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The Ideological Illiberalism of the Left

As we witness the despicable treatment of Jews around the world, we start to wonder if this is what 1930’s Germany was like. The Holocaust did not start with deportations and mass murder. It started with a slow and gradual process of exclusion and persecution of Jewish people. But let’s not forget, the measures were deemed legal. The Nazi-led German government, through the legislative process, gradually excluded Jews from public life, the professions and public education. Of course, the goal of Nazi propaganda was to demonise Jews and to create a climate of hostility and indifference toward their plight, therefore preventing public sympathy from growing. With Hitler’s rise to power, Jew-hatred became the official ideology and policy of the German regime. By 1938, organised campaigns took place that included destroying synagogues, mass arrests, destruction and looting of Jewish-owned businesses and official registration of Jewish property in preparation for eventual confiscation. It must have truly been a horrific time.


What I find interesting is the fact that just as Jew-hatred and Marxism are rising again in our age, so too were they prominent in Hitler’s time. Listen to Hitler’s own words: I have learned a great deal from Marxism, as I do not hesitate to admit…The difference between (Marxists) and myself is that I have really put into practice what these peddlers and pen-pushers have timidly begun. The whole of National Socialism is based on it. Look at the workers’ sports clubs, the industrial cells, the mass demonstrations, the propaganda leaflets written specifically for the comprehension of the masses: all these new methods of political struggle are essentially Marxist in origin. All I had to do is take over these methods and adapt them to our purpose. Although Hitler was not in full agreement with all of Marx’s ideology, he certainly held many Marxist views, and did so openly. On 27 January 1934, in an interview with Hanns Johst in Frankforter Volksblatt, Hitler said: National Socialism derives from each of the two camps the pure idea that characterises it, national resolution from bourgeois tradition; vital, creative socialism from the teaching of Marxism.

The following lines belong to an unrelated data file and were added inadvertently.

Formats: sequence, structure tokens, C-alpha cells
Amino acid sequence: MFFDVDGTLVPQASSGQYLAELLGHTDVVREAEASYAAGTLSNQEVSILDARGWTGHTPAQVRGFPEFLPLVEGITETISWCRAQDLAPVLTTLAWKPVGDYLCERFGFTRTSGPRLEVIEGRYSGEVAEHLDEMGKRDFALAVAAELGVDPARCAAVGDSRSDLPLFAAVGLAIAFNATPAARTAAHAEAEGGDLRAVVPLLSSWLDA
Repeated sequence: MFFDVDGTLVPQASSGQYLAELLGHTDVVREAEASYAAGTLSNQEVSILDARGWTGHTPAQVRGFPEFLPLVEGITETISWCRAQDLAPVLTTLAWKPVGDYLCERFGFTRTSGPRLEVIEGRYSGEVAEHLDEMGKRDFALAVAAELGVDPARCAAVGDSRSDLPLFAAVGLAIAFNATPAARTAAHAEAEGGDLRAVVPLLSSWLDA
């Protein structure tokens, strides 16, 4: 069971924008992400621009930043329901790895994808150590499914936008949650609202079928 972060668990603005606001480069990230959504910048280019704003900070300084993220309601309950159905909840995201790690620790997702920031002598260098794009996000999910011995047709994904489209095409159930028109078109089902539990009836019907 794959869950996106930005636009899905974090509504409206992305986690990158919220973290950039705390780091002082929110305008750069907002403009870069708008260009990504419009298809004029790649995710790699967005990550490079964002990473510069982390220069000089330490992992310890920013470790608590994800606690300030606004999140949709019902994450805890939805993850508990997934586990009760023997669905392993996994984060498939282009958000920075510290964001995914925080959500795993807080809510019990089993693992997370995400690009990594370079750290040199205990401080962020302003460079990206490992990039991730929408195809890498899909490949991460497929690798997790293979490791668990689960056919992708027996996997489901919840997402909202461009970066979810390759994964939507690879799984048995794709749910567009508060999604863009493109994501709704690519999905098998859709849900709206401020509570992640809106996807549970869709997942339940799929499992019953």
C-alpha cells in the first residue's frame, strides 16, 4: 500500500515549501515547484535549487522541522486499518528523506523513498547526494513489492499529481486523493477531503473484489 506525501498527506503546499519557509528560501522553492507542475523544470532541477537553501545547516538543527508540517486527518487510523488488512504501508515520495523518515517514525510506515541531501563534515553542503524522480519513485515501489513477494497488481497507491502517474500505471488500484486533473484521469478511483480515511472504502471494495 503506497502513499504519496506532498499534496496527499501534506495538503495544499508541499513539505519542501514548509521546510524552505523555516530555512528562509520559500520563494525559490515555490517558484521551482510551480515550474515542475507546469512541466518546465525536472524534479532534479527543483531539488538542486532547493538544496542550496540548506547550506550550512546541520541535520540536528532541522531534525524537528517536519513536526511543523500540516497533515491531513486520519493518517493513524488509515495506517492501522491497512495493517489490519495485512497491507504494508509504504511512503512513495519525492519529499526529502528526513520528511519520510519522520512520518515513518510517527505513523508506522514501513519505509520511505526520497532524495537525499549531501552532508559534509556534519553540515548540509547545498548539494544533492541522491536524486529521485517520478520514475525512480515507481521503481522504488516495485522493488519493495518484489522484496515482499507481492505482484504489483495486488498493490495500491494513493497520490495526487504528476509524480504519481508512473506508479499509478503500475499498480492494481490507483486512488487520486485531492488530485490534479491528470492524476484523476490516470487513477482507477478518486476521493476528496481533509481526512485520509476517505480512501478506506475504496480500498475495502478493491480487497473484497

Knowing this, it should not come as a surprise that both Hitler and modern Marxists also hate Christianity. There was a man named Martin Bormann who was a personal aide to Hitler. He compiled a series of Hitler’s private conservations known as “Hitler’s Table Talk”. One of the most prominent themes throughout these conversations is Hitler’s hatred of Christianity. It is recorded that on 10 October 1941, Hitler commented: Christianity is a rebellion against natural law, a protest against nature. Taken to its logical extreme, Christianity would mean the systematic cultivation of human failure.” Four days later, on 14 October 1941, he said: “So it’s not opportune to hurl ourselves now into a struggle with the Churches. The best thing is to let Christianity die a natural death. A slow death has something comforting about it. The dogma of Christianity gets worn away before the advances of science. Religion will have to make more and more concessions. Gradually the myths crumble. All that’s left is to prove that in nature there is no frontier between the organic and the inorganic. When understanding of the universe has become widespread, when the majority of men know that the stars are not sources of light but worlds, perhaps inhabited worlds like ours, then the Christian doctrine will be convicted of absurdity.” In fact, during this time, even the words to the much loved Christmas song, “Silent Night” were changed to read:-


Silent Night! Holy night!

All is calm, all is bright,

Only the Chancellor steadfast in fight,

Watches o’er Germany by day and night,

Always caring for us.


Silent night! Holy night!

All is calm, all is bright,

Adolf Hitler is Germany’s wealth

Brings us greatness, favour and health

Oh give us Germans all power!


Essentially the reason that Hitler sought to distance the German people from the hope of Christian beliefs is that he wanted people to be withdrawn from all influences hostile to the National Socialist philosophy of aggression. This meant that the influence of the Christian church would have to be minimised as thoroughly as possible.


Hitler had a definitive plan to achieve this and under the pretext that the churches themselves were interfering in political and state matters, the Nazis would deprive the churches, step by step, of all opportunity to affect German public life. Sound familiar? It is exactly what is happening in many Western nations today. The Nazis believed that the churches could be starved and strangled spiritually in a relatively short time when they were deprived of all means of communication with the faithful beyond their church buildings. Additionally, they terrorised others in such a manner that no Christian would dare to speak out openly against Nazi policies.


Hitler made it clear that church life could continue, but only under the condition that they accepted the Nazi program and offered no criticism of it. Again, we are seeing a similar pattern today in many Western nations. People need to wake up to the fact that many Western leaders are not committed to liberty and freedom as you and I know it. They have been influenced by Marxist principles and are leading their compliant populations into very dangerous territory. For the Jew primarily, but also for the Christian, we are entering turbulent times indeed.

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